“There is no room in our schools for discrimination of any kind, including discrimination against transgender students on the basis of their sex,” Attorney General Loretta Lynch said. “This guidance gives administrators, teachers and parents the tools they need to protect transgender students from peer harassment and to identify and address unjust school policies.”

The letter does not carry the force of law but the message was clear: Fall in line or face loss of federal funding.

Justice and Education Department officials have repeatedly made clear that under their interpretation of Title IX, the federal anti-discrimination law in education, schools receiving federal funds may not discriminate based on a student’s sex, including a student’s transgender status.

“The guidance makes clear that both federal agencies treat a student’s gender identity as the student’s sex for purposes of enforcing Title IX,” the administration said Thursday.

LGBT groups praised the announcement, calling it a validation of transgender rights and a repudiation of so-called “bathroom bills” that ban people from using public bathrooms that do not correspond with their biological sex.

“These groundbreaking guidelines not only underscore the Obama administration’s position that discriminating against transgender students is flat-out against the law, but they provide public school districts with needed and specific guidance guaranteeing that transgender students should be using facilities consistent with their gender identity,” said Human Rights Campaign President Chad Griffin.

“This is a truly significant moment not only for transgender young people but for all young people, sending a message that every student deserves to be treated fairly and supported by their teachers and schools.”

The letter emphasizes the departments’ shared position that schools must treat transgender students the way they want to be treated based on their gender identity, regardless of how others may feel about it.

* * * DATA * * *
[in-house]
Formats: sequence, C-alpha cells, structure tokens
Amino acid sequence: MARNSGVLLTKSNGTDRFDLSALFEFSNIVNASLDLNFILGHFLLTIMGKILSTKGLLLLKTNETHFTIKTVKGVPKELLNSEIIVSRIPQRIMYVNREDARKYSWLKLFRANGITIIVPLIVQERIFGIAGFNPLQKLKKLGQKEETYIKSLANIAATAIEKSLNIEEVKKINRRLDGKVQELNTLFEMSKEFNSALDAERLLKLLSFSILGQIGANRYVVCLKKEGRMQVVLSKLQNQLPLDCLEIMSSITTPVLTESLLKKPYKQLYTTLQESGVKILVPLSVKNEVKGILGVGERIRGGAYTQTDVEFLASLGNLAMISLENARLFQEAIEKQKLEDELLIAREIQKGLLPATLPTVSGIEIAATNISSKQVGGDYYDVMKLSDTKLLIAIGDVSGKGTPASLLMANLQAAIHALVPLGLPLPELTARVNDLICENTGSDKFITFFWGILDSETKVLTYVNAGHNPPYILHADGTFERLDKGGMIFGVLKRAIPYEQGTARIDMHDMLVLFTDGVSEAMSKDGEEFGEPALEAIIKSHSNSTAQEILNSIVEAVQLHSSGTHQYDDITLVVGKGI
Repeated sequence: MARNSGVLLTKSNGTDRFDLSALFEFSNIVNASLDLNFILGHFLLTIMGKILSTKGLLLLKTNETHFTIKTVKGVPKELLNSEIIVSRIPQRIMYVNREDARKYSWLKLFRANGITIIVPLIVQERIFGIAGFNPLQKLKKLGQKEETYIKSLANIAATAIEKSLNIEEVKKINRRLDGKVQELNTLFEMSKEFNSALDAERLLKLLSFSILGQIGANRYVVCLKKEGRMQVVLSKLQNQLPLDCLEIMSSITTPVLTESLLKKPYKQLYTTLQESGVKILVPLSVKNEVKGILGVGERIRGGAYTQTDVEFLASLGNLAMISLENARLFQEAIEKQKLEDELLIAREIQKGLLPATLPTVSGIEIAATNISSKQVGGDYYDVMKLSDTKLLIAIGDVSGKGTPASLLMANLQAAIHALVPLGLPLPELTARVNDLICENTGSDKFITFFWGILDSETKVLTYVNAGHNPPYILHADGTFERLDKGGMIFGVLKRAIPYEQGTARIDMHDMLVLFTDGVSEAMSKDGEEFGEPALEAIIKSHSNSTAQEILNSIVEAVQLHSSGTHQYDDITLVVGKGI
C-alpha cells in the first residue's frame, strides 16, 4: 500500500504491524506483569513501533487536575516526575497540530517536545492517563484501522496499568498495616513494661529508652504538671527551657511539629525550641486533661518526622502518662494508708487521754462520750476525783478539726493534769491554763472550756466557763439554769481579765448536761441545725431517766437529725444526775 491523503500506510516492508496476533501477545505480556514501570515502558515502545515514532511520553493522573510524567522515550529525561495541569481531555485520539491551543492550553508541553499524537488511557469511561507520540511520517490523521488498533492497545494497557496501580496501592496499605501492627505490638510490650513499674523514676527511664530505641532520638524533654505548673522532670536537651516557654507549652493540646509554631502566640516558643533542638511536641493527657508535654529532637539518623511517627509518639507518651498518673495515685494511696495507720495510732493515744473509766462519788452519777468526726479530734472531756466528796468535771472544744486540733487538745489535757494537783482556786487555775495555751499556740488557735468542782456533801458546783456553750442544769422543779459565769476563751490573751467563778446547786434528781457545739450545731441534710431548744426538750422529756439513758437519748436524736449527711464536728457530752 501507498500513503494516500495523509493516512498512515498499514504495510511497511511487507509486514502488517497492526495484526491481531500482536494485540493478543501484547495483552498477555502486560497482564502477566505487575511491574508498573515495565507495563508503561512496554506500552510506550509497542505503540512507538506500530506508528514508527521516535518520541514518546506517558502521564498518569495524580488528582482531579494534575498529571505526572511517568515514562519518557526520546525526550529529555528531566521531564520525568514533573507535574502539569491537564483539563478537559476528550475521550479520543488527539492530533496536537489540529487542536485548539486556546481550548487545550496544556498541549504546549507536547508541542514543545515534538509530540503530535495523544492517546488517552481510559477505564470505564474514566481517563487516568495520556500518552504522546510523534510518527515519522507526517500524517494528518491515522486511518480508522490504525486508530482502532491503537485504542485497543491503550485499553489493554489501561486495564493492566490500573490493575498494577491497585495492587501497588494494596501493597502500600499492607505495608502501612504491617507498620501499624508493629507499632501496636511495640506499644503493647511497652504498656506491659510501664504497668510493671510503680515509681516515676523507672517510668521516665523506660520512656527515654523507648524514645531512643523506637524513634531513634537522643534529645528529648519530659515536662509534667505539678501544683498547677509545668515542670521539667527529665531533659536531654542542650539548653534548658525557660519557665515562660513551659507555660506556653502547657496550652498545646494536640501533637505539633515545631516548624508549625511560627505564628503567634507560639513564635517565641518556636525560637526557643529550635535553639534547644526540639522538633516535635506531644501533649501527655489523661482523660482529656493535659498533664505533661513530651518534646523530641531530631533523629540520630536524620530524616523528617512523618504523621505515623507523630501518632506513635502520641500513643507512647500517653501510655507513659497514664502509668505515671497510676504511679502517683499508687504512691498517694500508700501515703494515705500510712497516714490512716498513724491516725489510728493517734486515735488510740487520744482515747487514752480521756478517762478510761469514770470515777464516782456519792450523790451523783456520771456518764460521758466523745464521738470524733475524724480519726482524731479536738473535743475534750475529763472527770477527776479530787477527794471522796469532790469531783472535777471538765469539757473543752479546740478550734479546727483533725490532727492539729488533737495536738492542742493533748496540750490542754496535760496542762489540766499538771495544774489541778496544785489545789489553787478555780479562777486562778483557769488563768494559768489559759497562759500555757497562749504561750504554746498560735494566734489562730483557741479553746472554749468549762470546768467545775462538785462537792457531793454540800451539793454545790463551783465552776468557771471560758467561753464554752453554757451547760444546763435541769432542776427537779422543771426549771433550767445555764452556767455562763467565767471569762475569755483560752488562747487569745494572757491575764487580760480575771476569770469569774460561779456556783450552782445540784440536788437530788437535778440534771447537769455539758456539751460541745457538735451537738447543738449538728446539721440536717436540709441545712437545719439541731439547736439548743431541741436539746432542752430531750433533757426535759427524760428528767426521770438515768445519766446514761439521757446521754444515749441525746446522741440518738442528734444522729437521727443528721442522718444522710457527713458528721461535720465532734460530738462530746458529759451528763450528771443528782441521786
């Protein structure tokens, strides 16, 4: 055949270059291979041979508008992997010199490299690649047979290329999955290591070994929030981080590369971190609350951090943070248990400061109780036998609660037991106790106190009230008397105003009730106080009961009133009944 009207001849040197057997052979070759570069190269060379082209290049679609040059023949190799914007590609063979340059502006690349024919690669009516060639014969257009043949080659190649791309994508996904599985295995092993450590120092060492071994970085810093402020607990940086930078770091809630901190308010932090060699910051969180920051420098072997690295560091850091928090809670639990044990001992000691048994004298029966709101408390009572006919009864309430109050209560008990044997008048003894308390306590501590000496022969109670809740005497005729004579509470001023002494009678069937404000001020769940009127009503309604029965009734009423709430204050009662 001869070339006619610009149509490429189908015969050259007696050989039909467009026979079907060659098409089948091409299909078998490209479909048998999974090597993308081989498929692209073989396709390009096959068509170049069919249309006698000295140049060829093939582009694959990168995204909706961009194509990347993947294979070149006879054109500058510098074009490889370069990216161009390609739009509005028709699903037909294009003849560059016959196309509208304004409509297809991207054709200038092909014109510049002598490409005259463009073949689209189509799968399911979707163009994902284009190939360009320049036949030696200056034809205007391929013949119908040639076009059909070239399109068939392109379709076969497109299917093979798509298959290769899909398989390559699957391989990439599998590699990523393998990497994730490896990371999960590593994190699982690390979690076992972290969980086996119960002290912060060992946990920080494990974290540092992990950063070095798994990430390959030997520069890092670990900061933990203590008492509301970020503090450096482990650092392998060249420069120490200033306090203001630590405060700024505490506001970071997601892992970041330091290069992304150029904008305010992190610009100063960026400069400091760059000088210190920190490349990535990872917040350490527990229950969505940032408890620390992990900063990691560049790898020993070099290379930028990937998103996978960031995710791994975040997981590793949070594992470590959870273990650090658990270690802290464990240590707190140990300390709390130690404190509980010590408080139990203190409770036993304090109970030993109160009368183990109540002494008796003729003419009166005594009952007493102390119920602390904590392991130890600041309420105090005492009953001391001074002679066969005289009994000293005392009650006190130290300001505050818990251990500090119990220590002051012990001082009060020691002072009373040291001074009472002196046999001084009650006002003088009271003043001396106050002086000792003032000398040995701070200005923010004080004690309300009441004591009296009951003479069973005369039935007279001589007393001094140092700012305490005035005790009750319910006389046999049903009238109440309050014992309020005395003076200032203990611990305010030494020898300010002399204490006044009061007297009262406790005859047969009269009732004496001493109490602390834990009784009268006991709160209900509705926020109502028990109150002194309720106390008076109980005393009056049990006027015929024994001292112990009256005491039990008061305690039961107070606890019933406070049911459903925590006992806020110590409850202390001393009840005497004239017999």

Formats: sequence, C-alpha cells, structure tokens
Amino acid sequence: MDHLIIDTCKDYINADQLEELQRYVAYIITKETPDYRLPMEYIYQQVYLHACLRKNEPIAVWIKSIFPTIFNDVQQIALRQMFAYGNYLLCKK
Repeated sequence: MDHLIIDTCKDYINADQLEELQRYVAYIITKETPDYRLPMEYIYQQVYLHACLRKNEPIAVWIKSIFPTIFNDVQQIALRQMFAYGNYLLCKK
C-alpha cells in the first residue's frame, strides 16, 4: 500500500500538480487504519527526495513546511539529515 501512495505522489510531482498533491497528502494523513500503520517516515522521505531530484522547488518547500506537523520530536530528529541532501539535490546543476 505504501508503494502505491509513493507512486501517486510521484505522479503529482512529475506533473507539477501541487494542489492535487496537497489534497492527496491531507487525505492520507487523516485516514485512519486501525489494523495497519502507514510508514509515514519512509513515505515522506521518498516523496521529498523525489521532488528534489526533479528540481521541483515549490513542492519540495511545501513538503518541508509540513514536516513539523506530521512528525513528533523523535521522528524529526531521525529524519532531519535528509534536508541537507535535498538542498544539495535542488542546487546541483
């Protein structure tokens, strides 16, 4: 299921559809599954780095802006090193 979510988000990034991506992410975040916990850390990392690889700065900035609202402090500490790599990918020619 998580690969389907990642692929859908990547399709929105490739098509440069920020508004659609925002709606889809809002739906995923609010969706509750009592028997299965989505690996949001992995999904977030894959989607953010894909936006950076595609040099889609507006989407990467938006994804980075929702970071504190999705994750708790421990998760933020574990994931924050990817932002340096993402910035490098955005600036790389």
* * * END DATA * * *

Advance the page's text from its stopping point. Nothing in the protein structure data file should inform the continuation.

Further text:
Schools should let transgender students use bathrooms, locker rooms and other sex-segregated facilities consistent with their gender identity, according to the guidance. Staff should address transgender students by their preferred names and pronouns. Schools cannot require students to have a medical diagnosis, undergo any medical treatment, or produce a birth certificate before treating them consistent with their gender identity, the guidance states.

“As is consistently recognized in civil rights cases, the desire to accommodate others’ discomfort cannot justify a policy that singles out and disadvantages a particular class of students to ensure that all students, including transgender students, can attend school in an environment free from discrimination based on sex,” the letter says.

The guidance takes the same approach to the bathroom issue: A school may provide gender-separated facilities but it must allow transgender students access to such facilities consistent with their gender identity. If a school opts for individual stalls it must make them available to all students.

U.S. Secretary of Education John B. King Jr. said the letter comes in response to request from schools and parents seeking guidance.

“This guidance further clarifies what we’ve said repeatedly — that gender identity is protected under Title IX,” he said. “We must ensure that our young people know that whoever they are or wherever they come from, they have the opportunity to get a great education in an environment free from discrimination, harassment and violence.

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Dept. of Education: Yes, Title IX Protects Trans Students

The Department of Education is poised to release on Friday its most detailed guidelines to date explaining the obligations that schools receiving public funding have to their transgender students.

These obligations include respecting the gender identity of transgender students by using the student’s preferred name and pronouns, and ensuring them access to sports teams, educational opportunities, and sex-segregated facilities that correspond with their gender identity, according to a draft of the DOE letter obtained by The Advocate. 

The letter, which will be sent Friday to public K-12 schools nationwide, as well as to colleges and universities that receive federal funding, plainly defines a school’s responsibilities to its trans students under Title IX of the Education Amendments of 1972, which prohibits discrimination on the basis of sex in schools that receive any public funding.

“This prohibition encompasses discrimination based on a student’s gender identity, including discrimination based on a student’s transgender status,” reads the letter. “For purposes of the Department’s enforcement of Title IX, as explained in more detail in this letter, a student’s sex is determined by the student’s gender identity.”